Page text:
Well-Known Member
Region
USA
City
Y. O.
So unless you're pretty sure you have a BMS with "active cell balancing" (which I find not very likely for the majority of us), charging to 100% on occasion is a good plan. If you would like to find out if your rig has "active cell balancing" I wish you the best of luck.
I'd assume that if your battery has Active Balancing that it would be advertised as having it. It wouldn't make sense for a manufacturer to implement this technology and not utilize it as a selling point. That said.. I believe most of us have Passive Balancing BMS's
 

AHicks

Well-Known Member
Region
USA
City
Snow Bird - Summer S.E. Michigan, Winter Gulf Coast North Central Fl.
"Passive" being the key word. Not "Active". Meaning you need to balance charge on your own. it's NOT being done automatically....
 

Gionnirocket

Well-Known Member
Region
USA
City
Y. O.
"Passive" being the key word. Not "Active". Meaning you need to balance charge on your own. it's NOT being done automatically....
No... Passive meaning that the BMS doesn't implement a process during the charge but instead burns off the excess voltage in cells as it reaches full charge. The BMS is still doing the balancing. Maybe understand the process before you get your panties in a bunch.
 

AHicks

Well-Known Member
Region
USA
City
Snow Bird - Summer S.E. Michigan, Winter Gulf Coast North Central Fl.
No... Passive meaning that the BMS doesn't implement a process during the charge but instead burns off the excess voltage in cells as it reaches full charge. The BMS is still doing the balancing. Maybe understand the process before you get your panties in a bunch.
Sorry, you're above my pay grade. Show me something that can be covered in a blanket statement regarding the need to balance charge, or not. Something relelevant to the majority of riders with e-bikes today.

Could care less about the details.
 

Gionnirocket

Well-Known Member
Region
USA
City
Y. O.
Sorry, you're above my pay grade. Show me something that can be covered in a blanket statement regarding the need to balance charge, or not. Something relelevant to the majority of riders with e-bikes today.

Could care less about the details.
Jeeezz dude... I agreed with you that most of us need to fully charge. 10 minutes ago you didn't even know active balancing was a thing., so I tried to inform you. I could care less what you know or understand. You're creating a disagreement out of nothing.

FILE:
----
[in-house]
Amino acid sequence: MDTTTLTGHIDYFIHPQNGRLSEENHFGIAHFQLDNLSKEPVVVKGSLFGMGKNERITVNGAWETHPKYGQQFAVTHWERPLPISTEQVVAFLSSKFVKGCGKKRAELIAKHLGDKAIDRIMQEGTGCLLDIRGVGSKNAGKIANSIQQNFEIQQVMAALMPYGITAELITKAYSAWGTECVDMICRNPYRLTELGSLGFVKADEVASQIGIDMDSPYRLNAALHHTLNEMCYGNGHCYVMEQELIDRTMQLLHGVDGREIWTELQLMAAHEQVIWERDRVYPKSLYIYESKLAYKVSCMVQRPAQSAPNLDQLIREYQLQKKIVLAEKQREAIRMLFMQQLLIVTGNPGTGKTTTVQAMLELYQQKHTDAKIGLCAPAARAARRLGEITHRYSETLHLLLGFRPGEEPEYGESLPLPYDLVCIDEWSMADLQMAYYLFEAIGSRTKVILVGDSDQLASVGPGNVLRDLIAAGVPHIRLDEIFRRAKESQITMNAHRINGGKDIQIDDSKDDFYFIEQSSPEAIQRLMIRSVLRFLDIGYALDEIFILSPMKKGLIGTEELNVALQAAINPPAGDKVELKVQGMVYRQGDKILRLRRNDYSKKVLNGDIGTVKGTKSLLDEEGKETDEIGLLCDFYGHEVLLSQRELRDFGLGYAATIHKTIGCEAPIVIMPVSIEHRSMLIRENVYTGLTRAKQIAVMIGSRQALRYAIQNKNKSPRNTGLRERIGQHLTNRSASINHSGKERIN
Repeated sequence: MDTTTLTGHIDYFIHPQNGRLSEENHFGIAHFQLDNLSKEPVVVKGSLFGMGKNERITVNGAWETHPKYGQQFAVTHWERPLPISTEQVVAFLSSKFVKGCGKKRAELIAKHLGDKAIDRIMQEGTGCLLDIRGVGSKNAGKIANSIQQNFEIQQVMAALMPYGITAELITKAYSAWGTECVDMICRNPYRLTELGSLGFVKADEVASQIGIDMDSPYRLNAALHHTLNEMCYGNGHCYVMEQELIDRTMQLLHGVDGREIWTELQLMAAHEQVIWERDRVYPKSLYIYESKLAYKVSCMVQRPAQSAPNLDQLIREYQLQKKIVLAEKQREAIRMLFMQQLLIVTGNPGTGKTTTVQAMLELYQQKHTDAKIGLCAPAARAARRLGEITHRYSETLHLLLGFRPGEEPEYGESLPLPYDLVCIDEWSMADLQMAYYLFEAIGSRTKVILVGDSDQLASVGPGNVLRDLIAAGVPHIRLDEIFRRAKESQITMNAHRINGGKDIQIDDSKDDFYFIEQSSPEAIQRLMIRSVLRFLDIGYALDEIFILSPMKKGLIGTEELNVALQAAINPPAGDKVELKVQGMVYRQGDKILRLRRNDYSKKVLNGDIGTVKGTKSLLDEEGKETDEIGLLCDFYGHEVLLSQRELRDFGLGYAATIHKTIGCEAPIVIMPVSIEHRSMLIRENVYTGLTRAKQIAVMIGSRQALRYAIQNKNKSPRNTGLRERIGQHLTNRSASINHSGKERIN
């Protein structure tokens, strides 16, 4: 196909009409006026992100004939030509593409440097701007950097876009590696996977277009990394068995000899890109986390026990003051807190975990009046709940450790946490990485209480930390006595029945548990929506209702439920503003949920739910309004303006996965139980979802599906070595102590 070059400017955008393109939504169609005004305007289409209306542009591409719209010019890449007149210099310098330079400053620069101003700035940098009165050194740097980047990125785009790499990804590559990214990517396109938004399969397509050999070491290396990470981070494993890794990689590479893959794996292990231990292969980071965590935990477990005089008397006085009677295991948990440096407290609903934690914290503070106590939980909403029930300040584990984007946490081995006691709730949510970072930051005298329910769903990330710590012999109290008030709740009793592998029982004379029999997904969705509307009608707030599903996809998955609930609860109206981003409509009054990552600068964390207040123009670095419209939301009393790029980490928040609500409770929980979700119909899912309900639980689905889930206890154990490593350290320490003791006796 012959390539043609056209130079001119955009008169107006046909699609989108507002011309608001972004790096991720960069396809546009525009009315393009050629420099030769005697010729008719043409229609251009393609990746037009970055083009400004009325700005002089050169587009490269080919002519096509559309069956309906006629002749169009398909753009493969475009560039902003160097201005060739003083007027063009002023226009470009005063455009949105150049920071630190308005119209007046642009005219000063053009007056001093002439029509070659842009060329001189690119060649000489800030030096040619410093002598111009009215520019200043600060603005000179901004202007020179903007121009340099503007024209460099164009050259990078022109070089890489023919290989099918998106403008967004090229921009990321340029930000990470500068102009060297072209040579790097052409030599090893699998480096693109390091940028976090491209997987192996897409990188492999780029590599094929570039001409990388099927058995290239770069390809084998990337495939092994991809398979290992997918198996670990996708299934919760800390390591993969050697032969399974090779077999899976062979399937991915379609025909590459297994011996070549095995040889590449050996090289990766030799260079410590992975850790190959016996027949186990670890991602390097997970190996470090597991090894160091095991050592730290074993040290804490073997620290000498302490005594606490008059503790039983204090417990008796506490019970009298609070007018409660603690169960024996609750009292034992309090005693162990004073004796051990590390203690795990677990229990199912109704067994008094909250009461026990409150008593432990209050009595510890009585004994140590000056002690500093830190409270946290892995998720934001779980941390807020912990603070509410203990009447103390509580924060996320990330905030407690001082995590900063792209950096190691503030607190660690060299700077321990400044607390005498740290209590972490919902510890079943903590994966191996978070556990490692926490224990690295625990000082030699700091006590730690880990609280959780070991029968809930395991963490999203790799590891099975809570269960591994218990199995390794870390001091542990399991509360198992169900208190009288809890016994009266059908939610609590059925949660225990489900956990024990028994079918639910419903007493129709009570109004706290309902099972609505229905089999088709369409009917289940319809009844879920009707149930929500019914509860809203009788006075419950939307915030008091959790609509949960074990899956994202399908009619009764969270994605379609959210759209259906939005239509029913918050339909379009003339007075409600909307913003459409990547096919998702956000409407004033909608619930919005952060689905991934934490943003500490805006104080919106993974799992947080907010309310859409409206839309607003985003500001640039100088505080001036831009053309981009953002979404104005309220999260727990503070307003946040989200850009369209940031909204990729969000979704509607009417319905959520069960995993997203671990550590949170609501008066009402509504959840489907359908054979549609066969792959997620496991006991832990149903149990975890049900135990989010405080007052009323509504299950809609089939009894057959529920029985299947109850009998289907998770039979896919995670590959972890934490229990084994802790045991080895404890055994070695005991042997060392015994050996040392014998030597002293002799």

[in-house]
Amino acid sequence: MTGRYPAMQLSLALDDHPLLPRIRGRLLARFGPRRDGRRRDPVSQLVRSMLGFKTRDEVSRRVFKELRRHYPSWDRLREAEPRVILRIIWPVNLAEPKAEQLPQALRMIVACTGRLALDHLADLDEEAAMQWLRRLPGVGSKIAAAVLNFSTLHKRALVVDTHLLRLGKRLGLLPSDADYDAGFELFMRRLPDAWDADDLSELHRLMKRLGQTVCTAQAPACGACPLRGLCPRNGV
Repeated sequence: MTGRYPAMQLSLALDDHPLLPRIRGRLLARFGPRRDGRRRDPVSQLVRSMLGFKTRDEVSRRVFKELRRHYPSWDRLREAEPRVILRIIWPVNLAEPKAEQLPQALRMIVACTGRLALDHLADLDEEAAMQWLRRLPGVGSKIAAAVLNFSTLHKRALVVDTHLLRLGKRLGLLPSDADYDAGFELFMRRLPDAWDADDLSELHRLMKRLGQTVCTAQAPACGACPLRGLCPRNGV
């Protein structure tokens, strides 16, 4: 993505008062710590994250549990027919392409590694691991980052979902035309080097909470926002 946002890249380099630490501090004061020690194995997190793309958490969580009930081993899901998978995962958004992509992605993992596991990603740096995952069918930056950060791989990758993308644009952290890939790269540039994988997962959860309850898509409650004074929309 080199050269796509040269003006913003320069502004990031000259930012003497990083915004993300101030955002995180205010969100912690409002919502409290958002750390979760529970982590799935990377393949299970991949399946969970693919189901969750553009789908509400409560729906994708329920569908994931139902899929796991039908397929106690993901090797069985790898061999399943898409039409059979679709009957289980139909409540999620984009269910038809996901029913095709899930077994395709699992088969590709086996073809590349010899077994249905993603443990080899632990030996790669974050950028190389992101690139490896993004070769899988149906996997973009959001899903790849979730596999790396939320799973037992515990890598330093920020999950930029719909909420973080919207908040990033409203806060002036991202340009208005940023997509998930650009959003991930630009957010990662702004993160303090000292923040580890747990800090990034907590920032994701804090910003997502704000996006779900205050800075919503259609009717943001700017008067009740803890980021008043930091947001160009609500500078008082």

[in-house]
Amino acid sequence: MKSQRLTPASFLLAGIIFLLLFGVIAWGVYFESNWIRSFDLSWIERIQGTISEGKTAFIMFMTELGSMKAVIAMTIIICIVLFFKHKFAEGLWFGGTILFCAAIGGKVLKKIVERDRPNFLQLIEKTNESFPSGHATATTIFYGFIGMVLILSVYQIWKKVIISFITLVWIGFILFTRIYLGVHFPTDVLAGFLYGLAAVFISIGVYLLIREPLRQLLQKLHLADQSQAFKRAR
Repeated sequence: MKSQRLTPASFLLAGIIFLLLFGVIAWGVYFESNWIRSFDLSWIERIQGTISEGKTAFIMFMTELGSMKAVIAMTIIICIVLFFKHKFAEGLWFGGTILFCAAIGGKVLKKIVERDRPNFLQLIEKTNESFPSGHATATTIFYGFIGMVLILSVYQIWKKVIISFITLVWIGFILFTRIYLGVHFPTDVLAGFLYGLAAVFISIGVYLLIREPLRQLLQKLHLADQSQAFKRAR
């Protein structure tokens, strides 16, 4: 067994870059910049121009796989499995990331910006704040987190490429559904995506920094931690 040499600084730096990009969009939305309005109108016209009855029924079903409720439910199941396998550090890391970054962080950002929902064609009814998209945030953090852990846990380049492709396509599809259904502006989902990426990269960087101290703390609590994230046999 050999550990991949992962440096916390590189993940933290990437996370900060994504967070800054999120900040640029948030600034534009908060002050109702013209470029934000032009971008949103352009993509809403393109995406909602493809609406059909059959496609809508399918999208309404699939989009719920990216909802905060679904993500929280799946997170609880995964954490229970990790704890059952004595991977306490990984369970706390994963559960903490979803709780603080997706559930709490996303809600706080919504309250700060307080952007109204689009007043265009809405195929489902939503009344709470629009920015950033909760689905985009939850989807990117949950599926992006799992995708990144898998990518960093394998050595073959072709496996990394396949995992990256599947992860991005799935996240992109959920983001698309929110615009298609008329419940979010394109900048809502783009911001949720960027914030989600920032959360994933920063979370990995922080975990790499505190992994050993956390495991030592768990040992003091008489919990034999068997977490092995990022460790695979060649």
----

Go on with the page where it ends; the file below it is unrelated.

mogulskier

Active Member
Thanks guys for the info on this. Point taken. Will start on the path of charging to 100% occasionally to extend the life and performance of the battery.
 

AHicks

Well-Known Member
Region
USA
City
Snow Bird - Summer S.E. Michigan, Winter Gulf Coast North Central Fl.
Jeeezz dude... I agreed with you that most of us need to fully charge. 10 minutes ago you didn't even know active balancing was a thing., so I tried to inform you. I could care less what you know or understand. You're creating a disagreement out of nothing.
Many apologies. Maybe I was. What I was after was a simple statement that applied to most everyone reading this. KISS! No technical understanding required or implied nor exceptions noted. Kinda like the statement I started with up in note #44
 

FlatSix911

Well-Known Member
Region
USA
City
Silicon Valley
Unfortunately, there is a lot of misinformation in this thread... here is a more accurate summary from our resident battery expert, Ravi Kempaiah (electricbikereview.com) ;)
(9) Balance Charging? 100% Charging? | Page 2 | Electric Bike Forums - Q&A, Help, Reviews and Maintenance (electricbikereview.com)
Thanks for tagging me in. I spoke with a friend of mine who has many years of experience designing BMS for battery packs before replying here.
You are right about the parallel groups but you need to balance the cells in series as well. There are many ways to do that and it is not as easy as it may seem. The summary is:
  1. Passive balancing is more common in BMS boards where cost is a major design constraint and it makes use of bypass resistors. This kind of balancing works when you are charging the battery pack and not when you are discharging. Packs that can be be purchased for ~$250, it may most likely use one of these bypass resistor based balancing circuits.
  2. Active balancing on the other hand is more complex and needs more components in the BMS board. What you are referring in your question comes under the gamut of active cell balancing where one cell transfers the excess charge to the next cell. To transfer this charge, the circuit needs to know when to initiate this process, when to stop this process, how much to transfer etc. This necessitates a few more components, larger footprint and I frankly don't think run-of-the mill E-bike batteries can afford that. To explain the complexity of your question, I am attaching this document by Analog Devices ( which is a well respected company just like Texas Instruments). They explain it much better than I could do now.
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AHicks

Well-Known Member
Region
USA
City
Snow Bird - Summer S.E. Michigan, Winter Gulf Coast North Central Fl.
What is your point? You contradicted my point saying we should balance charge frequently. That an 80% charge isn't accomplishing a good balance charge. Are you saying all of us have the potential to charge as indicated in Ravi's post with our OEM batteries and chargers?
 

FlatSix911

Well-Known Member
Region
USA
City
Silicon Valley
What is your point? You contradicted my point saying we should balance charge frequently. That an 80% charge isn't accomplishing a good balance charge.
Are you saying all of us have the potential to charge as indicated in Ravi's post with our OEM batteries and chargers?
Please re-read my post and Ravi's as a follow-up.
TLDR... It's not a good idea to charge to 100% frequently for your battery life. YMMV. ;)